As well as being high-net-worth individuals, angels can also provide invaluable levels of insight into endeavours and offer tangible advice for startups and SMEs. Similarly, it’s possible to pitch your business idea to Venture Capital firms to obtain a wealth of financial support, in return for a share of your companies equity.
As the notion of relinquishing ownership of your company can seem like a negative part of the VC deal, it certainly comes with some positive effects. Some of which, particularly useful during a recession. For example, you’ll find access to great levels of guidance from your VC firm and will definitely benefit from their expertise and industry contacts.
Now we’ve established that having an investor on board is a good way to bounce back after a recession, how can you find them and secure a deal?
5 Rules to Follow to Find an Investor in a Recession
1. Stay resilient
More so than ever before, when entering into a recession, the need to stay resilient in the face of adversity and challenges is crucial. Entrepreneurship is about far more than having a sound business idea. Rather, it’s about planning, execution and always having a backup plan.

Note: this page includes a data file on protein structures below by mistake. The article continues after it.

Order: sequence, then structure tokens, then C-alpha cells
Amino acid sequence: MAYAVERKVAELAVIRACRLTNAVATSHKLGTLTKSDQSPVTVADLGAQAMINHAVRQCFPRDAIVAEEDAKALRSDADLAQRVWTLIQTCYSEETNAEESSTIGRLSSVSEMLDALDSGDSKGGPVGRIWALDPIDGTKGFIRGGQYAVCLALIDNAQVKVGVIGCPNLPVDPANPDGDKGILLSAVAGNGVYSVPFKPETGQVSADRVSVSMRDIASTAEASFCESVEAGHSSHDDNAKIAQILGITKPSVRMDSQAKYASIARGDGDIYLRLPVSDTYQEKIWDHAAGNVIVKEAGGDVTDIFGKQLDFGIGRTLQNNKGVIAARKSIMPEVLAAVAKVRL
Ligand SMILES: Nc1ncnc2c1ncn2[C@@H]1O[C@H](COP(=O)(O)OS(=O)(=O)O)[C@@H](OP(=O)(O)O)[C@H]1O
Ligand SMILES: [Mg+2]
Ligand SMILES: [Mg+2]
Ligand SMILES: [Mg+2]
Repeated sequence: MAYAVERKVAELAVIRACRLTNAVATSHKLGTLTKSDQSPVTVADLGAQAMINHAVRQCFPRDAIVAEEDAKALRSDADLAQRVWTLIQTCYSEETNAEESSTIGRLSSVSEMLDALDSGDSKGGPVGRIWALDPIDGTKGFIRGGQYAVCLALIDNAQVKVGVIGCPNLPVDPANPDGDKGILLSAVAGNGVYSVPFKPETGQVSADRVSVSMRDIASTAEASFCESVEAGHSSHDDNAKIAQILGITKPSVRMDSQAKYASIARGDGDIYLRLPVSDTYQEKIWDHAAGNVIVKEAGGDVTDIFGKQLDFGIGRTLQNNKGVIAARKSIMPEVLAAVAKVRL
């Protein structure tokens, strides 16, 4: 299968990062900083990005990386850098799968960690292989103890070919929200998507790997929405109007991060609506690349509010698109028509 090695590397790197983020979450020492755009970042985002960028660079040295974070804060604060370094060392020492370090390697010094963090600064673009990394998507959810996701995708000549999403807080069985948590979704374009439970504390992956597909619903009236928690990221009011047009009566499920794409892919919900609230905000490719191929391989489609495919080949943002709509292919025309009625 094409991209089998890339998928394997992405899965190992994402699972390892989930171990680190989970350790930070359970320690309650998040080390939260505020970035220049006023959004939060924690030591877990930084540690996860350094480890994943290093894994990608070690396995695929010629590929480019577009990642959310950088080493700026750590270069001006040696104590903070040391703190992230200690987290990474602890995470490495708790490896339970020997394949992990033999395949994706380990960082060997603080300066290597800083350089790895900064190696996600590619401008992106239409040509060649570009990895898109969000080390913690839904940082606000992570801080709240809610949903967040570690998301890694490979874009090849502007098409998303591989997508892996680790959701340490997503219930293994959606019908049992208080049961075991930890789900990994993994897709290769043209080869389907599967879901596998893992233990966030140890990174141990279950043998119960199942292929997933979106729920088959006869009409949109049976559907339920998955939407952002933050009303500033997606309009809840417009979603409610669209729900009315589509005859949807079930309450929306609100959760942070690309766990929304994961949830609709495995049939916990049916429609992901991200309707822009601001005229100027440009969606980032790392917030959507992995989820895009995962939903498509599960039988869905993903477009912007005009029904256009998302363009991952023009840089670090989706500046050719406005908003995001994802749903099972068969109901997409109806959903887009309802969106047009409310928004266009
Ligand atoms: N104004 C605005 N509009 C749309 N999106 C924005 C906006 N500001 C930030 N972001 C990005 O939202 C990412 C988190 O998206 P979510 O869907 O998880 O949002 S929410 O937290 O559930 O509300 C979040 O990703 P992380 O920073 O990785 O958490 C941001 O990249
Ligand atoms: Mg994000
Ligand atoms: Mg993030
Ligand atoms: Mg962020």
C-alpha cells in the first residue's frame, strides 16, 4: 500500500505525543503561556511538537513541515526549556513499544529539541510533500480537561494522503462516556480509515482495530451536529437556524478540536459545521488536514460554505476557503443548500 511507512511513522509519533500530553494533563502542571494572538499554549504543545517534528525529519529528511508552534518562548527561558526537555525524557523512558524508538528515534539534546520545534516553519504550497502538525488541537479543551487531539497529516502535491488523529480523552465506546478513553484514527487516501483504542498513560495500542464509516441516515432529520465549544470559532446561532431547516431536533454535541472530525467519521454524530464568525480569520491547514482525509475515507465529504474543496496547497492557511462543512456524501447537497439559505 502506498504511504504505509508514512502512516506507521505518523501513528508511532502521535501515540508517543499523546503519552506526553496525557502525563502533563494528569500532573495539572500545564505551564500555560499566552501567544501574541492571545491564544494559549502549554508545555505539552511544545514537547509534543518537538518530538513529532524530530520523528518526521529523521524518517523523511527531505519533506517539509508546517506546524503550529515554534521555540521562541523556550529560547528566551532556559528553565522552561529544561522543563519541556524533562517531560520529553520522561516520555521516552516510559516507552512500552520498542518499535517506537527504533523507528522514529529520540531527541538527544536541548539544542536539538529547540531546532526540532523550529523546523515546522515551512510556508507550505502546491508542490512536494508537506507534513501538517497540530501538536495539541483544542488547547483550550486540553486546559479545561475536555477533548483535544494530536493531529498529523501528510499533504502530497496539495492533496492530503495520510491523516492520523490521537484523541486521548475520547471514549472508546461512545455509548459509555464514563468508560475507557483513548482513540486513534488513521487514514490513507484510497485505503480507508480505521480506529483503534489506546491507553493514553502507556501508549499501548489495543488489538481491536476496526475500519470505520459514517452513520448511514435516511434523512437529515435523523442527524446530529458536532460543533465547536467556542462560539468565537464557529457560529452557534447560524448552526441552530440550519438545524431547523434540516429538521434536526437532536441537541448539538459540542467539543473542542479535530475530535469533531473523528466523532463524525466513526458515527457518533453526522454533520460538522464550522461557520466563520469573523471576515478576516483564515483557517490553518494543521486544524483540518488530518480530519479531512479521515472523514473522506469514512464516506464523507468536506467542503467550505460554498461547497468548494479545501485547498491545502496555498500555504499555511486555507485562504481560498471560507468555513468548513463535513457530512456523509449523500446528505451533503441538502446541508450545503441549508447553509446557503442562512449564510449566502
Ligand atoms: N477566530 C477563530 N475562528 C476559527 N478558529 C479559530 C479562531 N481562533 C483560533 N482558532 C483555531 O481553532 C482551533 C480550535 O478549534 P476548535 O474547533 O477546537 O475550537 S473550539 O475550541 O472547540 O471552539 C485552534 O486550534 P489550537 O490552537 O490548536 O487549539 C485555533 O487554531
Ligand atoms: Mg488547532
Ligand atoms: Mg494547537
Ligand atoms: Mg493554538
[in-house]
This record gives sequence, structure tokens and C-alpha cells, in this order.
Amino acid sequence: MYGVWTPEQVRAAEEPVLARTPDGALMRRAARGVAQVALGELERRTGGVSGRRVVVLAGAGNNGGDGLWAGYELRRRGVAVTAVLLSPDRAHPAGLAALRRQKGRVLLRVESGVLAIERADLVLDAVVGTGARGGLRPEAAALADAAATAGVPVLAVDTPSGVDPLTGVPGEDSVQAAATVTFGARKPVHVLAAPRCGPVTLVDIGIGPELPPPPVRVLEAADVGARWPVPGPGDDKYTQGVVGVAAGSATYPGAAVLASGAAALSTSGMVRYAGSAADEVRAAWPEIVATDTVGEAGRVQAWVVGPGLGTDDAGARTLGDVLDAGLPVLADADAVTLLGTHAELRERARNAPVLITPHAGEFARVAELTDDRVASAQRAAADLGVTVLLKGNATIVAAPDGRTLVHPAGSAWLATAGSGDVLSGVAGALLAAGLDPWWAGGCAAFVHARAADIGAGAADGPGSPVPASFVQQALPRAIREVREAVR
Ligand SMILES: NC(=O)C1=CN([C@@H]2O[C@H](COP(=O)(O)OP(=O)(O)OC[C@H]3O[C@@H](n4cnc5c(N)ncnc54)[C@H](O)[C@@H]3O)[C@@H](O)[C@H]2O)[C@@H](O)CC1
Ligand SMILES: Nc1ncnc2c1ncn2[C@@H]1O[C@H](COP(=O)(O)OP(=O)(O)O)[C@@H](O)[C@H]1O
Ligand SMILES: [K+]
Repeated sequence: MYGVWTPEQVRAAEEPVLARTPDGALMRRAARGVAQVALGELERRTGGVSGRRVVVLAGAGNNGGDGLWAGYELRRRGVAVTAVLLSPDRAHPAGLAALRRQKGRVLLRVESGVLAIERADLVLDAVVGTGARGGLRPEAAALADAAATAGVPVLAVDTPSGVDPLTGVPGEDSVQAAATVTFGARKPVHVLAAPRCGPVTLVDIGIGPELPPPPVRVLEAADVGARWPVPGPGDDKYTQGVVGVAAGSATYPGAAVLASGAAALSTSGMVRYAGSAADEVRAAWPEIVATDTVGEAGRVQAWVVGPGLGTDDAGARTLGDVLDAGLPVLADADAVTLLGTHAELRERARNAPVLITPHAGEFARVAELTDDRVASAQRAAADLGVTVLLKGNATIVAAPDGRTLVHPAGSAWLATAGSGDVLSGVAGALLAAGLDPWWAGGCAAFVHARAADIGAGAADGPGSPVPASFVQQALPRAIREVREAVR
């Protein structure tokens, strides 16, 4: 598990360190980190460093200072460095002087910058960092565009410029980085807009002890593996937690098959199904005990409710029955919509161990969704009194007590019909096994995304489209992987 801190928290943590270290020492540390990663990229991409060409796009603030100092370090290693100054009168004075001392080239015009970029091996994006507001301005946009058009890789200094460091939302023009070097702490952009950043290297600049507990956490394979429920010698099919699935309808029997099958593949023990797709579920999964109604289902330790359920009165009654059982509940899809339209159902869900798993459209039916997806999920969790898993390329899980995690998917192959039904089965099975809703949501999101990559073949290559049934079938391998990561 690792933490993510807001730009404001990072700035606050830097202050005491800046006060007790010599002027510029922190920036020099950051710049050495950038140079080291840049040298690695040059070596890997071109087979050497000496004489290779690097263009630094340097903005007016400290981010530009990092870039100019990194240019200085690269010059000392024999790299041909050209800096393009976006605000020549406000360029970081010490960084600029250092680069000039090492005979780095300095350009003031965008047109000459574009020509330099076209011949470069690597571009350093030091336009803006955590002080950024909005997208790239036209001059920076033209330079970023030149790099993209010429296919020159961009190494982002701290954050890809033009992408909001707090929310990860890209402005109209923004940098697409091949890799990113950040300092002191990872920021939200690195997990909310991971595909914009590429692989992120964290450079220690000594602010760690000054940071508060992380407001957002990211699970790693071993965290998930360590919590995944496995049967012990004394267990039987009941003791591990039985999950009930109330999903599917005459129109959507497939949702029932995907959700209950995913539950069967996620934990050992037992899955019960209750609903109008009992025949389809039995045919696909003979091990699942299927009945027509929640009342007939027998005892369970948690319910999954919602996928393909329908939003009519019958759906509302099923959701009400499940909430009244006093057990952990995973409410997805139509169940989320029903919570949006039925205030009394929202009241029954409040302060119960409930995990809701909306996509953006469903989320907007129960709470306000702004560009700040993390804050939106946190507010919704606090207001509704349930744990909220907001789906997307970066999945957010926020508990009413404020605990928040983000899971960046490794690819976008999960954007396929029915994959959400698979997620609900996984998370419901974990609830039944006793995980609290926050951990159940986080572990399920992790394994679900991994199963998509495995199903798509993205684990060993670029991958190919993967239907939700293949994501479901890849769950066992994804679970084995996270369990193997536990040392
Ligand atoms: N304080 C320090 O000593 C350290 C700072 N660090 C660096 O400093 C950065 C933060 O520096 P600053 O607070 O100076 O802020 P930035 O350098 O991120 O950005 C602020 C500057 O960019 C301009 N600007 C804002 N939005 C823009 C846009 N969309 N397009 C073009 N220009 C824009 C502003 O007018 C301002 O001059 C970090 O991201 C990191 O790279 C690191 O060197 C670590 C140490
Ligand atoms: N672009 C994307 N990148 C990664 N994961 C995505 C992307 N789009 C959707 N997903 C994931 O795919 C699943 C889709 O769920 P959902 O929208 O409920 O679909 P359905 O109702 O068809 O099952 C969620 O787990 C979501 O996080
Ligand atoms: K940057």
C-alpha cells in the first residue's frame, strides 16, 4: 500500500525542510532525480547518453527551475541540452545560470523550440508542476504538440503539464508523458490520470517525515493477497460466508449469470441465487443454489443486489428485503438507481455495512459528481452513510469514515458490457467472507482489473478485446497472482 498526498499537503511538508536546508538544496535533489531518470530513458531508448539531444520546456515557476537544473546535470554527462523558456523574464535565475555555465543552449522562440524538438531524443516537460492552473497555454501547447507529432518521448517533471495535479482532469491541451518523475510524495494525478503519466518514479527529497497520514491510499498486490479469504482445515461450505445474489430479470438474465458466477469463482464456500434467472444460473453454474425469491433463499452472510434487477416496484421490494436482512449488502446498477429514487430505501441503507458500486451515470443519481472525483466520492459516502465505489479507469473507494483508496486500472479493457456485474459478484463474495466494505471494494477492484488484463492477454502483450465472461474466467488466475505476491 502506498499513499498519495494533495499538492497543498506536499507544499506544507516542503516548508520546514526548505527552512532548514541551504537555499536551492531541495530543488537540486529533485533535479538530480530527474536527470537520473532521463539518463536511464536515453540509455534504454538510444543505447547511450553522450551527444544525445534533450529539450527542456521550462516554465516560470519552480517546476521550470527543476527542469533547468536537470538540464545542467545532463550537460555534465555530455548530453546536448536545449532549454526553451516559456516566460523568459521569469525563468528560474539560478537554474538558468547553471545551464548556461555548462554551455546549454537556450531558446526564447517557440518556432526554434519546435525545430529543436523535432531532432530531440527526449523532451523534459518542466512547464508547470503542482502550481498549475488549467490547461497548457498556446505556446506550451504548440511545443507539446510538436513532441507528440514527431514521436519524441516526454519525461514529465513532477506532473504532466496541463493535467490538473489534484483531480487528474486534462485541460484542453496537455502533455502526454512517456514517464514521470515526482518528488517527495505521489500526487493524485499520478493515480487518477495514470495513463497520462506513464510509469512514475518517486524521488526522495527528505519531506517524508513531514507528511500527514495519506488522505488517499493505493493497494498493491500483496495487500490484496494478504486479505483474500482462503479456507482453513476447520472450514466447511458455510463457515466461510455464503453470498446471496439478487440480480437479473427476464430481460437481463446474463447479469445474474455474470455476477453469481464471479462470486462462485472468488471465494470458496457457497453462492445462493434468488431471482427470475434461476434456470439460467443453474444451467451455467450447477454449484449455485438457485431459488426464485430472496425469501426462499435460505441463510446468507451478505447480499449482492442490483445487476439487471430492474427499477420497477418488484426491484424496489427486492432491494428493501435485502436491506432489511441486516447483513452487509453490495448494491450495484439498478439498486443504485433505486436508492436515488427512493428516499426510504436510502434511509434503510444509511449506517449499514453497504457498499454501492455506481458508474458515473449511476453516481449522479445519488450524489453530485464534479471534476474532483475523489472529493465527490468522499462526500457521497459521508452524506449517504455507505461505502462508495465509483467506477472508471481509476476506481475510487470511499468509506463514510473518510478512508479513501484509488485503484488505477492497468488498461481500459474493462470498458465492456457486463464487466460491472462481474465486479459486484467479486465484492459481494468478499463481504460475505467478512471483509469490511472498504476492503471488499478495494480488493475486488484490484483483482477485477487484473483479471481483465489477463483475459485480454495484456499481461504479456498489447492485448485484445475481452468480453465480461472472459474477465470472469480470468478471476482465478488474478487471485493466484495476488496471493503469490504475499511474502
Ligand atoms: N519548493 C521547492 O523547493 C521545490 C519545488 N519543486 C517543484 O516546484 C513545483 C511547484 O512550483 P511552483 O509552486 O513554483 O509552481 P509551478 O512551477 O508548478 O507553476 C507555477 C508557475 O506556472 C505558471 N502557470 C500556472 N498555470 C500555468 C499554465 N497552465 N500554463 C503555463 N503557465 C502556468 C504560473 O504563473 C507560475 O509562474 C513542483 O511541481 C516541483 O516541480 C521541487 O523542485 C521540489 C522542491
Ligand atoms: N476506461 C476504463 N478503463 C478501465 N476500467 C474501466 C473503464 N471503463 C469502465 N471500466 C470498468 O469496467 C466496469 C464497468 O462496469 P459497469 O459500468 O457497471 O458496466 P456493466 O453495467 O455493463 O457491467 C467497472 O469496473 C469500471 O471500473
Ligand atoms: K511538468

Investors across the board are more interested in the person they are investing in, as opposed to the business. Granted, the business plan, model and probability for success is an important indicator in the eyes of an angel investor or venture capitalist firm. However, those entrepreneurs who are able to demonstrate commitment, self-motivation, restraint and perseverance will find it infinitely easier to attract high net-worth individuals, than those who cannot demonstrate these entrepreneurial characteristics.
All recessions take their toll on business operations. Demonstrate to your potential investor that you always have a backup plan and will never give up at the first hurdle. Saturate your investor with the confidence he or she needs to invest their time and energy into your business.